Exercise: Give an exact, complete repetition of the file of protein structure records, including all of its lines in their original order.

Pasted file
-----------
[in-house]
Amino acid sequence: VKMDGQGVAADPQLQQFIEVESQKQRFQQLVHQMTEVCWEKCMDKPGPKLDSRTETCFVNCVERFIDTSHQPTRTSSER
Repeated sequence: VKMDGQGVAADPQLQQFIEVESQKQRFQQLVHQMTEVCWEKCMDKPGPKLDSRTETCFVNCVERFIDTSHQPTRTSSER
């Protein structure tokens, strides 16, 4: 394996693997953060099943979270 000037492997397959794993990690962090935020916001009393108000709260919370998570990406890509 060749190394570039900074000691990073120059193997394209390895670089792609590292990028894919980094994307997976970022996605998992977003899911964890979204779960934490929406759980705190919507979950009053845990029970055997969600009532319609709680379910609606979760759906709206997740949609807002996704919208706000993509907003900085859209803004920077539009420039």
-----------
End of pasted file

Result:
[in-house]
Amino acid sequence: VKMDGQGVAADPQLQQFIEVESQKQRFQQLVHQMTEVCWEKCMDKPGPKLDSRTETCFVNCVERFIDTSHQPTRTSSER
Repeated sequence: VKMDGQGVAADPQLQQFIEVESQKQRFQQLVHQMTEVCWEKCMDKPGPKLDSRTETCFVNCVERFIDTSHQPTRTSSER
């Protein structure tokens, strides 16, 4: 394996693997953060099943979270 000037492997397959794993990690962090935020916001009393108000709260919370998570990406890509 060749190394570039900074000691990073120059193997394209390895670089792609590292990028894919980094994307997976970022996605998992977003899911964890979204779960934490929406759980705190919507979950009053845990029970055997969600009532319609709680379910609606979760759906709206997740949609807002996704919208706000993509907003900085859209803004920077539009420039």